About the Breakthrough Awards

Each year, the Popular Mechanics Breakthrough Awards recognize 10 individuals and teams, including one winner of the Breakthrough Leadership Award, who are helping to improve lives and expand possibilities in the realms of science, technology and exploration. Additionally, Popular Mechanics highlights a group of 10 consumer products that represents milestones in design and engineering. A complete report of the Breakthrough Awards will be published in the November 2006 issue of Popular Mechanics (on newsstands October 10, 2006) and at

About GE Global Research

GE Global Research was the first industrial research lab in the United States and is one of the world’s most diversified research centers, providing innovative technology for all of GE’s businesses. Global Research has been the cornerstone of GE technology for more than 100 years, developing breakthrough innovations in areas such as medical imaging, energy generation, jet engines, advanced materials and lighting. GE Global Research is headquartered in Niskayuna, New York and has facilities in Bangalore, India; Shanghai, China; and Munich, Germany. Visit GE Global Research at

» Source: FuelCellWorks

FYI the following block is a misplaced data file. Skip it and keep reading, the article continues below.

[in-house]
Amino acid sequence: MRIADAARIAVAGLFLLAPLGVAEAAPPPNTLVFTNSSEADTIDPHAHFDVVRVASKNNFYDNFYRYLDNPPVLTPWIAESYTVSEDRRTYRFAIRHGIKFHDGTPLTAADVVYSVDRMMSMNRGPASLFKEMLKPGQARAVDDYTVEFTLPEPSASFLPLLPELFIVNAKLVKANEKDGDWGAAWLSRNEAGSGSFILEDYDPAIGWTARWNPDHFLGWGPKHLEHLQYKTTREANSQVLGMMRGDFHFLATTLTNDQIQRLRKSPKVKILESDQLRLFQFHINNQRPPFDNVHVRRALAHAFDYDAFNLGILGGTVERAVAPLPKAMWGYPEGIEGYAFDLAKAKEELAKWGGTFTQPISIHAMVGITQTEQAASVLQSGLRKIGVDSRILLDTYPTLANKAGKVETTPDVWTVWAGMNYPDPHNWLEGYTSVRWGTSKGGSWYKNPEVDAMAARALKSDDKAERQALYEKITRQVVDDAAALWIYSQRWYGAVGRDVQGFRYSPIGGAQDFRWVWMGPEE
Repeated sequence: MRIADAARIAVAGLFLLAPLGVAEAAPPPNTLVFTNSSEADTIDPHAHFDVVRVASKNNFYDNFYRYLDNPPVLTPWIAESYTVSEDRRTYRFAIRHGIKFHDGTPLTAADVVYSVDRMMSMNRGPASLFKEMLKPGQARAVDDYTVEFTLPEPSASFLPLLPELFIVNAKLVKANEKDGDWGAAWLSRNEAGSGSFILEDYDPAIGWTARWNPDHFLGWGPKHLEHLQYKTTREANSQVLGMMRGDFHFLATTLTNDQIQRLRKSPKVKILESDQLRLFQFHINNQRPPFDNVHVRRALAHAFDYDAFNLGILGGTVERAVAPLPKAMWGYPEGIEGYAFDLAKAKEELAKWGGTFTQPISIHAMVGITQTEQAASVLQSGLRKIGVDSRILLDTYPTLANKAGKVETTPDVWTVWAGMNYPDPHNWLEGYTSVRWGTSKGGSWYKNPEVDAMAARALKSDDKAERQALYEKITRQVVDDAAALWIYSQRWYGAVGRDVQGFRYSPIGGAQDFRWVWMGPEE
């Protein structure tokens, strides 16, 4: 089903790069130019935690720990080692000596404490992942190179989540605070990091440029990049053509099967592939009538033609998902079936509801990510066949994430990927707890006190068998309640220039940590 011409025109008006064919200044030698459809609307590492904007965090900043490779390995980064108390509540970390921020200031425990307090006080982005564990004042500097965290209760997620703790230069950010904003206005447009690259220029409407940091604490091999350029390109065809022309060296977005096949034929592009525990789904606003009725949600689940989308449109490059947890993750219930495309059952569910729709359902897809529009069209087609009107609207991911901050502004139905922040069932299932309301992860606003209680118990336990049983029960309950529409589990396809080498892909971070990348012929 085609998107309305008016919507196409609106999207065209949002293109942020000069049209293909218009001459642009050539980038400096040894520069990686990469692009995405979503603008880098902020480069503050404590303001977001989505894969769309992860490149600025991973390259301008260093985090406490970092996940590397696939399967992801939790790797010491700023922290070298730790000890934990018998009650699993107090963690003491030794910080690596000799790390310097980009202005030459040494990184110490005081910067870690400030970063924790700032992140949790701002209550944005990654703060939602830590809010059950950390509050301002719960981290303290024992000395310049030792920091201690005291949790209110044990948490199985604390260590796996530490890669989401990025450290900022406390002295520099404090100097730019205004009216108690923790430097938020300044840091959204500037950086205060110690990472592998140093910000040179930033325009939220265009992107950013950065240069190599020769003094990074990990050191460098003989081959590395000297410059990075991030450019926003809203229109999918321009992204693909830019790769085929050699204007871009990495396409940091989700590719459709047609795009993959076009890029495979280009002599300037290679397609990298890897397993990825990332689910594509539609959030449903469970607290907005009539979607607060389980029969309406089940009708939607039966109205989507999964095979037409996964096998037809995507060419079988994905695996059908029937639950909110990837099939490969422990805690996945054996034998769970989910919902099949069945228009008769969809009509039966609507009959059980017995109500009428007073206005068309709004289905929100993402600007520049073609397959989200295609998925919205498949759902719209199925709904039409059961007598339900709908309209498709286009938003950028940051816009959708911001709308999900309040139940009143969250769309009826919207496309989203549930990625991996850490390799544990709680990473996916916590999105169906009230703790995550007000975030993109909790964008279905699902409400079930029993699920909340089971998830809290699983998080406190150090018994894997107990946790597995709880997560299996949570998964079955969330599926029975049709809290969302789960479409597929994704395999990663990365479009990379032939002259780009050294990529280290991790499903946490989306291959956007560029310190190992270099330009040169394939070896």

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  • fourteenmilecreek

    We are currently operating a three phase saw mill very successfully on single phase power; easily fulfilling our monthly quotas on pallet contracts in the area and working on the hypothesis that we can generate enough free piggy back power from this system to produce fair amounts of free hydrogen as well. it is our belief this hydrogen can be used to heat chicken barns and stock sheds at a very low cost to us, as well as heating our work shops and homes.

  • Dale Whitworth

    Doesn’t this sound exactly like the work of Stanley Meyers 10 years ago??? I wish he was around now to see all the people claiming credit for what he was working on….

  • Clyde R Axtell

    I agree, the electrolyzer is the main problem. We are developing our own version, using thin metal plates and insulators at RF excitation frequencies…

  • Clev Jons

    You are correct Dale, This is the work of the late Stanley Meyers. I think he was murdered for it, at least that is what I read. Everyone should make their own electrolyzer and use the HHO gas for everything they can.